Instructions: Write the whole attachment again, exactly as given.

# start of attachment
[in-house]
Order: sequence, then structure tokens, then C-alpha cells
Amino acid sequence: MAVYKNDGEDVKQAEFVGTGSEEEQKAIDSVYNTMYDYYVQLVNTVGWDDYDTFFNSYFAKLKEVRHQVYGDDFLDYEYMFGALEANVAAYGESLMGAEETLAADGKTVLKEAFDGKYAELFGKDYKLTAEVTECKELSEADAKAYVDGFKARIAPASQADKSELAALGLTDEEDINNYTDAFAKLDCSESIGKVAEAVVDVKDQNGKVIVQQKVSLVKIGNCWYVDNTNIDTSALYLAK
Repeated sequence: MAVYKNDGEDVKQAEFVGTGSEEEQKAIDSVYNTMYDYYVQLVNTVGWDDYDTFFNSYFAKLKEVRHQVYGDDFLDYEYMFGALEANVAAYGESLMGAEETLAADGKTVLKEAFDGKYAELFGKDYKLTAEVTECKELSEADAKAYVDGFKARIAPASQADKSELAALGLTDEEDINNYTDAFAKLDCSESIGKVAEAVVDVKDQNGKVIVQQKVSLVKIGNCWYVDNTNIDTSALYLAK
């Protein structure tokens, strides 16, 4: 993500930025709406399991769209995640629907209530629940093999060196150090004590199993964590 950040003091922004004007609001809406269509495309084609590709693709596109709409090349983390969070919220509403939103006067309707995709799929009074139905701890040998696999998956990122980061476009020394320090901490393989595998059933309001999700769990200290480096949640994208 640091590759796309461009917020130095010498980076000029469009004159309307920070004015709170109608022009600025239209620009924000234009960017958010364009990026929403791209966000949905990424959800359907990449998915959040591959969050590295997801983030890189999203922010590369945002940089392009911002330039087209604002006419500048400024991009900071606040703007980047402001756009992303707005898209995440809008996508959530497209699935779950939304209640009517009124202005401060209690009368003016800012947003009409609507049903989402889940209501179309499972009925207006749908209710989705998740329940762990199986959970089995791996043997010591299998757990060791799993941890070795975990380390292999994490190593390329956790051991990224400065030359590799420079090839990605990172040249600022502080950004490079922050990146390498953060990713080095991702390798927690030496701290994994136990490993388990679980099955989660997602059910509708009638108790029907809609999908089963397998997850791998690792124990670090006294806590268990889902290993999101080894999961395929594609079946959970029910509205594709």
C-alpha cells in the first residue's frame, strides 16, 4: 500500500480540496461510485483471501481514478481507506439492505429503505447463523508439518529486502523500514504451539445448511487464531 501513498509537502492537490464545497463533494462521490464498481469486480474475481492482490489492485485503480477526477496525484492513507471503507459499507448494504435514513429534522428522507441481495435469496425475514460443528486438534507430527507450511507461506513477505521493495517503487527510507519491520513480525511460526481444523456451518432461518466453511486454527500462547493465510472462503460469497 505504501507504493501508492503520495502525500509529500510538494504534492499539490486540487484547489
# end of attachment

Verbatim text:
[in-house]
Order: sequence, then structure tokens, then C-alpha cells
Amino acid sequence: MAVYKNDGEDVKQAEFVGTGSEEEQKAIDSVYNTMYDYYVQLVNTVGWDDYDTFFNSYFAKLKEVRHQVYGDDFLDYEYMFGALEANVAAYGESLMGAEETLAADGKTVLKEAFDGKYAELFGKDYKLTAEVTECKELSEADAKAYVDGFKARIAPASQADKSELAALGLTDEEDINNYTDAFAKLDCSESIGKVAEAVVDVKDQNGKVIVQQKVSLVKIGNCWYVDNTNIDTSALYLAK
Repeated sequence: MAVYKNDGEDVKQAEFVGTGSEEEQKAIDSVYNTMYDYYVQLVNTVGWDDYDTFFNSYFAKLKEVRHQVYGDDFLDYEYMFGALEANVAAYGESLMGAEETLAADGKTVLKEAFDGKYAELFGKDYKLTAEVTECKELSEADAKAYVDGFKARIAPASQADKSELAALGLTDEEDINNYTDAFAKLDCSESIGKVAEAVVDVKDQNGKVIVQQKVSLVKIGNCWYVDNTNIDTSALYLAK
């Protein structure tokens, strides 16, 4: 993500930025709406399991769209995640629907209530629940093999060196150090004590199993964590 950040003091922004004007609001809406269509495309084609590709693709596109709409090349983390969070919220509403939103006067309707995709799929009074139905701890040998696999998956990122980061476009020394320090901490393989595998059933309001999700769990200290480096949640994208 640091590759796309461009917020130095010498980076000029469009004159309307920070004015709170109608022009600025239209620009924000234009960017958010364009990026929403791209966000949905990424959800359907990449998915959040591959969050590295997801983030890189999203922010590369945002940089392009911002330039087209604002006419500048400024991009900071606040703007980047402001756009992303707005898209995440809008996508959530497209699935779950939304209640009517009124202005401060209690009368003016800012947003009409609507049903989402889940209501179309499972009925207006749908209710989705998740329940762990199986959970089995791996043997010591299998757990060791799993941890070795975990380390292999994490190593390329956790051991990224400065030359590799420079090839990605990172040249600022502080950004490079922050990146390498953060990713080095991702390798927690030496701290994994136990490993388990679980099955989660997602059910509708009638108790029907809609999908089963397998997850791998690792124990670090006294806590268990889902290993999101080894999961395929594609079946959970029910509205594709």
C-alpha cells in the first residue's frame, strides 16, 4: 500500500480540496461510485483471501481514478481507506439492505429503505447463523508439518529486502523500514504451539445448511487464531 501513498509537502492537490464545497463533494462521490464498481469486480474475481492482490489492485485503480477526477496525484492513507471503507459499507448494504435514513429534522428522507441481495435469496425475514460443528486438534507430527507450511507461506513477505521493495517503487527510507519491520513480525511460526481444523456451518432461518466453511486454527500462547493465510472462503460469497 505504501507504493501508492503520495502525500509529500510538494504534492499539490486540487484547489